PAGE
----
Buried under a neologistic avalanche is a timely but only half-formed critique of George Bush's fiscal policies, Howard Davies finds.
In a series of New York Times columns over the past four years, the economist Paul Krugman has developed two related theories about the foreign and domestic policies of the Bush Administration. He argues that to understand its foreign policy, we must see George W. Bush's America as a revolutionary power like Jacobin France. The further outside the mainstream thinking of the "international community" its policies are, the more sure Bush, Dick Cheney and Donald Rumsfeld are of their correctness. They positively want to be pariahs in that sense: appeals to build consensus fall on deaf ears. If correct, and the evidence in favour is mounting, this thesis invalidates Tony Blair's approach to transatlantic bridge-building.
Krugman's second thesis, which he developed in a lecture at the London School of Economics recently, is that the prime motivation of Bush's economic policy is to "starve the beast" - the beast of big government and generous welfare programmes. Krugman sees the Administration's tax-cutting agenda as one designed to destabilise the Government's financial position, making it essential for future presidents to implement deep cuts in spending programmes - assuming, as seems realistic, that no candidate will be able to win elections on an explicit tax-raising ticket. We should not, therefore, look for short-term realism in Bush's deficit plans. They are not designed to be coherent. Rather, the Bush aim is, by legislating for a series of future revenue reductions, to set mantraps for his successors.
So, in domestic, just as in foreign policy, Bush is a true revolutionary.
The America he leaves behind will have a fiscal "poison pill" at its heart.
Inside Daniel Altman's Neoconomy you may find a version of Krugman's argument struggling to emerge. The clue is in the subtitle:
"George Bush's Revolutionary Gamble with America's Future". This is a helpful hint, no doubt inserted on the publisher's advice, which will be of assistance to those who have difficulty making sense of the text.
It is not that the prose is dense or obscure. Far from it. Altman was trained on The Economist . So he writes short sentences. Sometimes without verbs. His style is demotic, too. When he wants to tell us what it would mean to raise America's growth rate by 0.1 per cent, he notes that the additional wealth generated would be "enough to pay roughly the entire population of Cincinnati the nation's median annual income. Or to take every American out for a steak dinner."
When he wants to explain how and why the dollar might depreciate as a result of Bush's policies, he tells us that "there's an international market for dollars just as there is for dolls or Dal!s". This incisive observation is presumably targeted at art collectors who are familiar with the global market in surrealist paintings yet unaware that currencies can also be bought and sold. I trust every one of them will buy a copy of Neoconomy .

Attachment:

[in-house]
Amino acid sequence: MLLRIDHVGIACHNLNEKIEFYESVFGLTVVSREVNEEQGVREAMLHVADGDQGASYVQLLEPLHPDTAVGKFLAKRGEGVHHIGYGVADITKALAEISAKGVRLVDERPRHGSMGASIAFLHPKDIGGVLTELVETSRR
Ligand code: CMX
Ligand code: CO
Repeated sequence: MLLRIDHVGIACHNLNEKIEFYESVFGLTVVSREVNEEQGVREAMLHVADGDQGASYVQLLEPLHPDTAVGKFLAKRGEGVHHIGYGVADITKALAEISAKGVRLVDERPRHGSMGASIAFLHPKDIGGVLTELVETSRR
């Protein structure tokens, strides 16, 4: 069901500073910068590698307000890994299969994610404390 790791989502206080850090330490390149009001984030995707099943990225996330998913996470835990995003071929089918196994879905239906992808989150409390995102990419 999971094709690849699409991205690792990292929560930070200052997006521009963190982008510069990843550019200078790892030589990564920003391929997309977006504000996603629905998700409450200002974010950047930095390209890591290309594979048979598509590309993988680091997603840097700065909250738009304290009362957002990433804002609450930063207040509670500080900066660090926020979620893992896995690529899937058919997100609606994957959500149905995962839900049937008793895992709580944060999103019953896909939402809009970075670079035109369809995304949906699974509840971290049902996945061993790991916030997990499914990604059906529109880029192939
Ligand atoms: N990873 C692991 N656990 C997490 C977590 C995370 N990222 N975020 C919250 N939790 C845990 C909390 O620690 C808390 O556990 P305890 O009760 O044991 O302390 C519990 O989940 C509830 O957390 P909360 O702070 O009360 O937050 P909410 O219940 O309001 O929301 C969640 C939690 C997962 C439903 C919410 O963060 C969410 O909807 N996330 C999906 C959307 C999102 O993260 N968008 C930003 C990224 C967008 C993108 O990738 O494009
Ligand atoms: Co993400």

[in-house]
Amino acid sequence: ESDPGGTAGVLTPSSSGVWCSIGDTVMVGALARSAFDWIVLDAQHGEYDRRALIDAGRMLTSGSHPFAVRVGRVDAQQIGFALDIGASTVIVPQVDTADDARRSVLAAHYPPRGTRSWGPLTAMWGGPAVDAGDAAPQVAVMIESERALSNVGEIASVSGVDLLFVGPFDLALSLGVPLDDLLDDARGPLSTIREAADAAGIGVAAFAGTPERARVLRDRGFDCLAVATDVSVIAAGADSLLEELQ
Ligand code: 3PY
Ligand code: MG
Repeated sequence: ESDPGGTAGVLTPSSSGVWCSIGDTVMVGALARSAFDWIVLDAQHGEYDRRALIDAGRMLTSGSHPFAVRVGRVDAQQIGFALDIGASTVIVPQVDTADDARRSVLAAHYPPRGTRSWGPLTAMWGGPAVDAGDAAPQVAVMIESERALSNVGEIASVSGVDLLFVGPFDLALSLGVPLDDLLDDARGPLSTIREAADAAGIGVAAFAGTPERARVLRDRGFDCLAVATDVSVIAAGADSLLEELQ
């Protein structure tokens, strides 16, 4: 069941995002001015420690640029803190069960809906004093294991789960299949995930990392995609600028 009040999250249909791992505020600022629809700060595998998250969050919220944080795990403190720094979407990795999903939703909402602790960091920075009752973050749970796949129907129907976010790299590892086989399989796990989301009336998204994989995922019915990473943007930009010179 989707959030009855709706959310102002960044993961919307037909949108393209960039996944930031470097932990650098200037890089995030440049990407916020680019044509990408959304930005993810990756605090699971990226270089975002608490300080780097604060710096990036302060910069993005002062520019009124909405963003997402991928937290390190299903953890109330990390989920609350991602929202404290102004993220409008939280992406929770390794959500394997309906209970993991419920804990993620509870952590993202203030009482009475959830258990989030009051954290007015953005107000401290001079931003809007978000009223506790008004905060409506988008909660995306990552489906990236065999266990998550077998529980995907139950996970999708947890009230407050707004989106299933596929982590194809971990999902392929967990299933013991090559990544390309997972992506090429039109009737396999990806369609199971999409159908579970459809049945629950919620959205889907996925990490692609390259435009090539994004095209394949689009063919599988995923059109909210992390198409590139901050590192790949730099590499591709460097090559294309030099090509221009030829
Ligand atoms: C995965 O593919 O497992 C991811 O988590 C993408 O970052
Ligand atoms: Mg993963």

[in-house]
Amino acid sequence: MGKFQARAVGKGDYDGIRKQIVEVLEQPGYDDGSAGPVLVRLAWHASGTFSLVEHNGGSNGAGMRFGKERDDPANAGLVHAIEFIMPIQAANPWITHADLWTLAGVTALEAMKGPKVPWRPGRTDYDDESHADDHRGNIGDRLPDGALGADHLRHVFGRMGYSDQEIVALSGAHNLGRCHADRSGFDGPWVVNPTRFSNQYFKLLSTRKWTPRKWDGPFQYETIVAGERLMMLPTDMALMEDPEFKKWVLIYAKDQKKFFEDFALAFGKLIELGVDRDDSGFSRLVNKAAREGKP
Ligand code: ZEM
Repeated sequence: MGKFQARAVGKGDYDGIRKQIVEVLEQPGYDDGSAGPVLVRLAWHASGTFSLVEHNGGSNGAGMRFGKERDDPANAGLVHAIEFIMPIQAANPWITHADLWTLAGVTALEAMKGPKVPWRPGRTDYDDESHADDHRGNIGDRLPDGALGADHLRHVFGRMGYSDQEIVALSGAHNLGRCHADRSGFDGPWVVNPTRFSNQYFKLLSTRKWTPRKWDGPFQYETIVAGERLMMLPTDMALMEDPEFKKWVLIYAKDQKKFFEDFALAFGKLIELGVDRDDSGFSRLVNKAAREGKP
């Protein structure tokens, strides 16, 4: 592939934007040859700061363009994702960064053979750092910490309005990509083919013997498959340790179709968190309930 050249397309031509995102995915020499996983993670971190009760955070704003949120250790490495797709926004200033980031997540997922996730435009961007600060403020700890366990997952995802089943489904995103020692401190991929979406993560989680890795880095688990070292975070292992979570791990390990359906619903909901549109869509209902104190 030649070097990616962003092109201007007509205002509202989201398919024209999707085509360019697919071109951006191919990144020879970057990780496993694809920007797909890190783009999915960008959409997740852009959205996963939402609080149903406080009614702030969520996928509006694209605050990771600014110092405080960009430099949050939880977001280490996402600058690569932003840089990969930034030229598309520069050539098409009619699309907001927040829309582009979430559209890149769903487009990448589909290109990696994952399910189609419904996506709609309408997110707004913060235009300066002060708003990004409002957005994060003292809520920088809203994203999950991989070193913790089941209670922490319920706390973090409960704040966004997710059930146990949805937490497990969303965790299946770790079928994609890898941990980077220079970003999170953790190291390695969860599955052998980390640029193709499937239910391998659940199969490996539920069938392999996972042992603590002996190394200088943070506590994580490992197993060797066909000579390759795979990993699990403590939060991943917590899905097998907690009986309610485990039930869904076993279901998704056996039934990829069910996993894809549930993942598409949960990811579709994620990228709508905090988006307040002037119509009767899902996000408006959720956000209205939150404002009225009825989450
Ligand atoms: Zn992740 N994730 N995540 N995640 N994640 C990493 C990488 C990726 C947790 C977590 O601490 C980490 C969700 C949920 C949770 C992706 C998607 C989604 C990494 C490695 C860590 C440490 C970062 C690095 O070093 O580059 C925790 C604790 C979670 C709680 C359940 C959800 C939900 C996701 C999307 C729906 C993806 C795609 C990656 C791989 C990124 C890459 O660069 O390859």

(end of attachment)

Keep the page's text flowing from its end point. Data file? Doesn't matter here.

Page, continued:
But one should not allow a rebarbative prose style to obscure other merits the book may have. What could they be? Well, there is the title. Altman is proud of the word "neoconomy", so proud that he uses it on almost every page. And on the pages free of "neoconomy" we usually find a neoconomist or two. Altman identifies a group of economists, mainly friends and colleagues of Martin Feldstein, who have been the intellectual parents of the "starve the beast" philosophy. This causes Altman a problem. He is out of sympathy with the neoconomists, yet, as he tells us more than once, Feldstein is his "longtime adviser", one who "taught me many of the skills I'm using to write this book". (We can only hope that Feldstein is suitably proud of his pupil.) Indeed, this complex relationship with Feldstein is the central problem with Neo-conomy. Altman cannot decide what he thinks about what the Bush Administration is up to. Much of the argument appears hostile. He makes humane and sensible points about public spending, daring to argue that there are goods and services (in addition to bombs) that it is entirely rational for the state to provide. He is rightly anxious about the redistributional consequences of the effective abolition of taxes on inheritance and investment income, and the implications for the fiscal deficit.
But he cannot bring himself to argue that the policy is bound to end in tears. His conclusion is that the voters and Congress may agree, as the neoconomists want, to make all the president's tax cuts permanent, or "they may decide that the neoconomy poses risks that are too great for the budget, the economy and the capitalist system. There will always be disagreement about which choice is right, especially since economics offers no airtight answers or solutions. The voters will have to see through the rhetoric, grasp the economic reality and make their choice."
Whether the swing voters of Ohio thought that was what they were doing when they made their choice on November 2 is not clear. Nor is it clear from Altman's analysis what economic fate awaits them as a result. The dollar has fallen sharply since the election, which may be one clue.
It may be that Krugman has become such a polemicist that he is not the most objective communicator. There is room for a dispassionate analysis of the Bush Administration's economic policies, and the consequences for America and the world. Sadly, Neoconomy is not it.
Howard Davies is director, London School of Economics and Political Science.
Neoconomy: George Bush's Revolutionary Gamble with America's Future
Author - Daniel Altman
Publisher - PublicAffairs
Pages - 290
Price - £18.99
ISBN - 1 58648 229 7